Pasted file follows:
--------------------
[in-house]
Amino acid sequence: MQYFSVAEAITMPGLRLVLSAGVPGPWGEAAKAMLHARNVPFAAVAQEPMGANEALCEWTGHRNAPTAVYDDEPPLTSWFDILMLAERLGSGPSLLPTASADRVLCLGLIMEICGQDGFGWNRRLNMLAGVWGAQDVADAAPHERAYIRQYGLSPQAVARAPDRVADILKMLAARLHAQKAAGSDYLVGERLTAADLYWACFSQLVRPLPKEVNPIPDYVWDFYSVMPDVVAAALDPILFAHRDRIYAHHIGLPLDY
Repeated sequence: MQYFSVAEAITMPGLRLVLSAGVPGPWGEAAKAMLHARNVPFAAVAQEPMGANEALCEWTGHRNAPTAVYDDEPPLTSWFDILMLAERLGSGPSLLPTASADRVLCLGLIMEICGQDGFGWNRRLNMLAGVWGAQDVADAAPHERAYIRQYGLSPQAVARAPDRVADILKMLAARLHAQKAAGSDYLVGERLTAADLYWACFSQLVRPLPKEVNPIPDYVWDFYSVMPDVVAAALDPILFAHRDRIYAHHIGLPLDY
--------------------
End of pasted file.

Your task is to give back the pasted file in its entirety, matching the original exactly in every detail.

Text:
[in-house]
Amino acid sequence: MQYFSVAEAITMPGLRLVLSAGVPGPWGEAAKAMLHARNVPFAAVAQEPMGANEALCEWTGHRNAPTAVYDDEPPLTSWFDILMLAERLGSGPSLLPTASADRVLCLGLIMEICGQDGFGWNRRLNMLAGVWGAQDVADAAPHERAYIRQYGLSPQAVARAPDRVADILKMLAARLHAQKAAGSDYLVGERLTAADLYWACFSQLVRPLPKEVNPIPDYVWDFYSVMPDVVAAALDPILFAHRDRIYAHHIGLPLDY
Repeated sequence: MQYFSVAEAITMPGLRLVLSAGVPGPWGEAAKAMLHARNVPFAAVAQEPMGANEALCEWTGHRNAPTAVYDDEPPLTSWFDILMLAERLGSGPSLLPTASADRVLCLGLIMEICGQDGFGWNRRLNMLAGVWGAQDVADAAPHERAYIRQYGLSPQAVARAPDRVADILKMLAARLHAQKAAGSDYLVGERLTAADLYWACFSQLVRPLPKEVNPIPDYVWDFYSVMPDVVAAALDPILFAHRDRIYAHHIGLPLDY